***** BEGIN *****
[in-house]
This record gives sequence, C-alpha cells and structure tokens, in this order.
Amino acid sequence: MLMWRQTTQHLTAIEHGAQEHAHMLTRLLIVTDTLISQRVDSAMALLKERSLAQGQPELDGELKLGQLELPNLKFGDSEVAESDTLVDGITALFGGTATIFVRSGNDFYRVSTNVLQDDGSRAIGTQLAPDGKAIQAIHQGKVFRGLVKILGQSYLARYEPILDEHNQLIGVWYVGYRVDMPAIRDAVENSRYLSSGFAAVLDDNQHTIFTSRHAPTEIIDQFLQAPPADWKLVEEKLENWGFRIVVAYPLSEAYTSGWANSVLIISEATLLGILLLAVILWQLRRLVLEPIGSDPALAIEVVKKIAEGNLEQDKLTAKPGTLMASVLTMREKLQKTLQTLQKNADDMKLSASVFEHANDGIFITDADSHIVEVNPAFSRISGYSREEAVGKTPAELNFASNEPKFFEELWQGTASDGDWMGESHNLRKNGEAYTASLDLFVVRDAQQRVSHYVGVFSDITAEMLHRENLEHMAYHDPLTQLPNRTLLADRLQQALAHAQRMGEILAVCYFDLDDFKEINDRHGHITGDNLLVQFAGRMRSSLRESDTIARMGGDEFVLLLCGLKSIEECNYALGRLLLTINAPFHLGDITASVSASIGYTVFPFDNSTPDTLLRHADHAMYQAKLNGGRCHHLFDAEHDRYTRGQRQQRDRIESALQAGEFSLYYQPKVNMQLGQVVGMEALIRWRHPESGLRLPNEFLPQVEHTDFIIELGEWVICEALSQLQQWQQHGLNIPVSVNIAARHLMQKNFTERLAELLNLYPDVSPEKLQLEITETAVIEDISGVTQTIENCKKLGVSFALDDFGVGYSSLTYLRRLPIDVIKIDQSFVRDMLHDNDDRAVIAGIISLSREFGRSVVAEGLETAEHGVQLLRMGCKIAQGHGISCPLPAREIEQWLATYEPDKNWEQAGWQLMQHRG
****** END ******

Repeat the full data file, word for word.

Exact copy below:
[in-house]
This record gives sequence, C-alpha cells and structure tokens, in this order.
Amino acid sequence: MLMWRQTTQHLTAIEHGAQEHAHMLTRLLIVTDTLISQRVDSAMALLKERSLAQGQPELDGELKLGQLELPNLKFGDSEVAESDTLVDGITALFGGTATIFVRSGNDFYRVSTNVLQDDGSRAIGTQLAPDGKAIQAIHQGKVFRGLVKILGQSYLARYEPILDEHNQLIGVWYVGYRVDMPAIRDAVENSRYLSSGFAAVLDDNQHTIFTSRHAPTEIIDQFLQAPPADWKLVEEKLENWGFRIVVAYPLSEAYTSGWANSVLIISEATLLGILLLAVILWQLRRLVLEPIGSDPALAIEVVKKIAEGNLEQDKLTAKPGTLMASVLTMREKLQKTLQTLQKNADDMKLSASVFEHANDGIFITDADSHIVEVNPAFSRISGYSREEAVGKTPAELNFASNEPKFFEELWQGTASDGDWMGESHNLRKNGEAYTASLDLFVVRDAQQRVSHYVGVFSDITAEMLHRENLEHMAYHDPLTQLPNRTLLADRLQQALAHAQRMGEILAVCYFDLDDFKEINDRHGHITGDNLLVQFAGRMRSSLRESDTIARMGGDEFVLLLCGLKSIEECNYALGRLLLTINAPFHLGDITASVSASIGYTVFPFDNSTPDTLLRHADHAMYQAKLNGGRCHHLFDAEHDRYTRGQRQQRDRIESALQAGEFSLYYQPKVNMQLGQVVGMEALIRWRHPESGLRLPNEFLPQVEHTDFIIELGEWVICEALSQLQQWQQHGLNIPVSVNIAARHLMQKNFTERLAELLNLYPDVSPEKLQLEITETAVIEDISGVTQTIENCKKLGVSFALDDFGVGYSSLTYLRRLPIDVIKIDQSFVRDMLHDNDDRAVIAGIISLSREFGRSVVAEGLETAEHGVQLLRMGCKIAQGHGISCPLPAREIEQWLATYEPDKNWEQAGWQLMQHRG